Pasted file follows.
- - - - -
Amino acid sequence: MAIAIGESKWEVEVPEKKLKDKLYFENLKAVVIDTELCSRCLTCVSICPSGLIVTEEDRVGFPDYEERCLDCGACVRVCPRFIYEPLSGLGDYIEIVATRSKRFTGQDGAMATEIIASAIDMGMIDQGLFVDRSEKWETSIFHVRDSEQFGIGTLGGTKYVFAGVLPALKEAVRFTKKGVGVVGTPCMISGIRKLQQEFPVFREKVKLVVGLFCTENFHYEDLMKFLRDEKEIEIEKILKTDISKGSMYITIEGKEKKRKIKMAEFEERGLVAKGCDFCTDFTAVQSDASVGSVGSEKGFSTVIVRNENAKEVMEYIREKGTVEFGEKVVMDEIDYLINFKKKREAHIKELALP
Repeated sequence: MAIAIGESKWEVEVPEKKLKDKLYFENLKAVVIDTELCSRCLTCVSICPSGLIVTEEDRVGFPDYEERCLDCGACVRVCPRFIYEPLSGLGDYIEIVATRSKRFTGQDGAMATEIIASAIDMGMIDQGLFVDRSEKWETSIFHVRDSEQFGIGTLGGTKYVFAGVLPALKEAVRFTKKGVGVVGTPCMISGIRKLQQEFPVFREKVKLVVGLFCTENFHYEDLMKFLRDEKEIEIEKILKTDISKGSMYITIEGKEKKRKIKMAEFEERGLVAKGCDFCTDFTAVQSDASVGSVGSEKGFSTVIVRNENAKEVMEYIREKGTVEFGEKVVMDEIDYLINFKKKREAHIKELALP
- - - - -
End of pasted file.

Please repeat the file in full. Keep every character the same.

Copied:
Amino acid sequence: MAIAIGESKWEVEVPEKKLKDKLYFENLKAVVIDTELCSRCLTCVSICPSGLIVTEEDRVGFPDYEERCLDCGACVRVCPRFIYEPLSGLGDYIEIVATRSKRFTGQDGAMATEIIASAIDMGMIDQGLFVDRSEKWETSIFHVRDSEQFGIGTLGGTKYVFAGVLPALKEAVRFTKKGVGVVGTPCMISGIRKLQQEFPVFREKVKLVVGLFCTENFHYEDLMKFLRDEKEIEIEKILKTDISKGSMYITIEGKEKKRKIKMAEFEERGLVAKGCDFCTDFTAVQSDASVGSVGSEKGFSTVIVRNENAKEVMEYIREKGTVEFGEKVVMDEIDYLINFKKKREAHIKELALP
Repeated sequence: MAIAIGESKWEVEVPEKKLKDKLYFENLKAVVIDTELCSRCLTCVSICPSGLIVTEEDRVGFPDYEERCLDCGACVRVCPRFIYEPLSGLGDYIEIVATRSKRFTGQDGAMATEIIASAIDMGMIDQGLFVDRSEKWETSIFHVRDSEQFGIGTLGGTKYVFAGVLPALKEAVRFTKKGVGVVGTPCMISGIRKLQQEFPVFREKVKLVVGLFCTENFHYEDLMKFLRDEKEIEIEKILKTDISKGSMYITIEGKEKKRKIKMAEFEERGLVAKGCDFCTDFTAVQSDASVGSVGSEKGFSTVIVRNENAKEVMEYIREKGTVEFGEKVVMDEIDYLINFKKKREAHIKELALP